Trip deals to Tennessee for 2021
Tennessee Package Vacations – Come To The Home Of Country Music
Home to Memphis, the birthplace of Rock n’ Roll and Nashville, the country music capital of the world, it’s easy to see why music fans of all ages enjoy Tennessee vacations. But there’s far more to see in this diverse state than just music icons. From theme parks to museums and galleries, music studios to shopping malls, Tennessee has everything you need for a family vacation. Why not book your Tennessee vacation today and discover ‘The Volunteer State’ for yourself?
Why Vacation In Tennessee?
Whether you’re here to see the former home of the King of Rock n’ Roll, Elvis Presley himself, want to shop until you drop in one of the malls or are planning fun family days out at theme parks and museums, Tennessee is packed with attractions for all ages. Book a vacation rental here in spring, summer, or fall and you’ll find so much to see and do, whether you’re a music fan or an outdoor adventurer.
Must-See Tennessee Attractions
Graceland, Memphis – If you love Rock n’ Roll then Graceland needs no introduction. The former home of Elvis Presley, this is a must-see on any Tennessee trip. Sun Studio operates a free shuttle which will take you to Graceland from the studio, with the advantage of a knowledgeable tour guide to help you make the most of your trip. It’s best to visit in the afternoon when the house is quieter.
Dollywood, Pigeon Forge – Country icon Dolly Parton’s theme park is a top family attraction. With over 40 rides for kids (and adults) of all ages and plenty of entertainment and dining options, it’s a great day out on a family vacation.
The Country Music Hall of Fame and Museum, Nashville – It’s one of the world’s largest museums dedicated to American country music, and you’ll find a core exhibition of all the great names in Country, alongside regularly changing temporary shows.
Top Vacation Destinations In Tennessee
1. Nashville – The state capital is where you’ll find the Johnny Cash Museum, legendary country music venue The Grand Ole Opry, and a host of great bars where you can go ‘honky-tonking’ (bar hopping). While you’re here don’t miss a chance to see the Tennessee State Capitol Building and the State Museum.
2. Memphis – The ‘Home of the Blues’ is where you can enjoy live music on Beale Street, a guided tour of Sun Studio, where Johnny Cash and Elvis both made their first recordings, and the Memphis Rock n’ Soul Museum.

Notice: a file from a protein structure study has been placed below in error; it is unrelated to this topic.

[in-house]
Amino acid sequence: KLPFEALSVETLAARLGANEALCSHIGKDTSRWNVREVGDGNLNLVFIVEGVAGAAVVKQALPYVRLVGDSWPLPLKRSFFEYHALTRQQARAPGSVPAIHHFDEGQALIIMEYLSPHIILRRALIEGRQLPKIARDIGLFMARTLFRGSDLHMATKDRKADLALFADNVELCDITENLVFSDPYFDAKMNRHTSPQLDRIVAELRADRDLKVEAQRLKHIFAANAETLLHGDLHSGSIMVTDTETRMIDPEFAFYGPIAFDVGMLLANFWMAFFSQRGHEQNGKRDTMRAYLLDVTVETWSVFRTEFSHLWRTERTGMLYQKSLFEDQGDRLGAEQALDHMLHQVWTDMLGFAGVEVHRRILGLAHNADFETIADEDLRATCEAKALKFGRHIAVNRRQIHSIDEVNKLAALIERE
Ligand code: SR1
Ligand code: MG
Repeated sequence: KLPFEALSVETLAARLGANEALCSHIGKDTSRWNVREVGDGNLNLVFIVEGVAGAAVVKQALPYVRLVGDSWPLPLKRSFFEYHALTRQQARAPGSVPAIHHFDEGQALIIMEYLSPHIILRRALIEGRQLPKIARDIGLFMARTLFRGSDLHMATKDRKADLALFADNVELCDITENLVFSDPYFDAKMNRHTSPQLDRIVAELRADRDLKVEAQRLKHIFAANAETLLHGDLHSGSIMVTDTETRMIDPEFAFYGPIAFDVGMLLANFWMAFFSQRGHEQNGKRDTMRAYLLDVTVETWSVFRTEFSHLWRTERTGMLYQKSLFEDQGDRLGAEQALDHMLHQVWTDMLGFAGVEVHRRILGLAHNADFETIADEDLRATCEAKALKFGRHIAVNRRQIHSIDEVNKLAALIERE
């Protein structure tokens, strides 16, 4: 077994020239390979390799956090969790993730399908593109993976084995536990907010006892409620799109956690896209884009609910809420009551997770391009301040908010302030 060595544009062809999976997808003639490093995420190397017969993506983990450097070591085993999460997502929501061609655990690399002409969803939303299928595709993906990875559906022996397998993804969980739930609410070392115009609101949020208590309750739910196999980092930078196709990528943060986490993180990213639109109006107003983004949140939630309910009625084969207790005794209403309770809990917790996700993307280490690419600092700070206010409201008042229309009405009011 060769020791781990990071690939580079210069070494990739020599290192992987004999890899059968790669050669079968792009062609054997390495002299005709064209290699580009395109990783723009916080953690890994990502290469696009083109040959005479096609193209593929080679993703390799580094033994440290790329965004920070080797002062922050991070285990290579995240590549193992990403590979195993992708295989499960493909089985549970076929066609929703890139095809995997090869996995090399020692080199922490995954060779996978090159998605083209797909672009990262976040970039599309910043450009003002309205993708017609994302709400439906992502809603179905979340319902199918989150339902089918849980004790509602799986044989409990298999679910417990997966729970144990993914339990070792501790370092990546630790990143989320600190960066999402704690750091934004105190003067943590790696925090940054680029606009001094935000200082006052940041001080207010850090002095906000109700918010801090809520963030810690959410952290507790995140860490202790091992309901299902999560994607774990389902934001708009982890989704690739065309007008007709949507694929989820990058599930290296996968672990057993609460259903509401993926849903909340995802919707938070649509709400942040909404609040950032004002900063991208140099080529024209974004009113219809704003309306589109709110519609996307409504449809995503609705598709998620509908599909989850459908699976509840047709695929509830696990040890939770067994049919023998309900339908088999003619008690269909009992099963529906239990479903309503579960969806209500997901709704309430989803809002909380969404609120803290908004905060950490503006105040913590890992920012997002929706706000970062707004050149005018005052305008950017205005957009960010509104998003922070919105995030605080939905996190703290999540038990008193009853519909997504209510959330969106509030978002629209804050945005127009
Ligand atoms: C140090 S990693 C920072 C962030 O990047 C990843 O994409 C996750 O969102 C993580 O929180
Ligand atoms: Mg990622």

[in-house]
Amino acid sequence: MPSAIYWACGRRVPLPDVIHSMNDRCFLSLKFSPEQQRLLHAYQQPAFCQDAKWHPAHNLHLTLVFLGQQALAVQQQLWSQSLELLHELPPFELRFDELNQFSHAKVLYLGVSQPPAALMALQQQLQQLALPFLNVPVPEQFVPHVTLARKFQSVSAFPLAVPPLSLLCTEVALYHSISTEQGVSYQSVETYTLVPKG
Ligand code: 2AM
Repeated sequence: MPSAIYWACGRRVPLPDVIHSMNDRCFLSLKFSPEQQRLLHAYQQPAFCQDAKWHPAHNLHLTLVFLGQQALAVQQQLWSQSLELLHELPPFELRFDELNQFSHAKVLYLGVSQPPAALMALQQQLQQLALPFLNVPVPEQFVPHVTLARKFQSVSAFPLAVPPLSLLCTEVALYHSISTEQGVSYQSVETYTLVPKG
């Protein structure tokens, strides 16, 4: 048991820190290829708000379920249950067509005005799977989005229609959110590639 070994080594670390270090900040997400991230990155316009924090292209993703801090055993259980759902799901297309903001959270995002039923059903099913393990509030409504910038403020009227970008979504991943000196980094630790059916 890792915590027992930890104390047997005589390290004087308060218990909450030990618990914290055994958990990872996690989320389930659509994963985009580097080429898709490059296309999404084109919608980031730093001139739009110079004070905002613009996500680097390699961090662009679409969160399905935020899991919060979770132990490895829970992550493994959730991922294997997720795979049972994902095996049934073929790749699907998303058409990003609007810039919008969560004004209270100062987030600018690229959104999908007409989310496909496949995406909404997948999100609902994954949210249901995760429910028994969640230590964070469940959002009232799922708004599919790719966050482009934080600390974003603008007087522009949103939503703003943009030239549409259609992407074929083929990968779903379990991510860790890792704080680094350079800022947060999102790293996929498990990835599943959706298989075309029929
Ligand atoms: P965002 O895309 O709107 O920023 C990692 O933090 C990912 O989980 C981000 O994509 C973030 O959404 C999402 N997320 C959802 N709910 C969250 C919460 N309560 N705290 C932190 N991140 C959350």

3. Great Smoky Mountain National Park and Gatlinburg – Located in East Tennessee, this is the most visited national park in the USA. There are plenty of hiking trails to explore (the Appalachian Trail crosses the park), camping spots and cabin rental. Make sure you take a hike up to Clingman’s Dome, the highest point in Tennessee.
4. Lookout Mountain – For a day of family fun this is the place to be. Here you’ll find three attractions: Rock City with its 100-foot waterfall and birds of prey show, Ruby Falls, the deepest cave and longest underground waterfall in the USA, and the Incline Railway, one of the steepest passenger railways in the world.
5. Cleveland - Known as the ‘City with Spirit’, visitors flock to Cleveland for fishing, hiking, and biking (as well as water sports) in Cherokee National Forest. Check out the Museum Center at Five Points,, or come in October for the annual Cleveland Apple Festival with live bluegrass and pony rides for the kids.
Best Time To Visit Tennessee
Spring sees heavy rain in Tennessee state, so if you’re planning a spring vacation, make sure you check events and weather warnings first. By far the most popular time to visit is between April to October, when the weather is warm and most tourist attractions are open. Summers can be hot here, with temperatures ranging from 85-90°F, so pack light!
Top Tips And Getting Around Tennessee
Although Greyhound buses connect the major cities, you’ll need to rent a car to see all that Tennessee has to offer. There are a number of major interstate roads here, the main ones being I-40, which crosses the state from west to east and I-55, which connects Missouri to northwest Tennessee.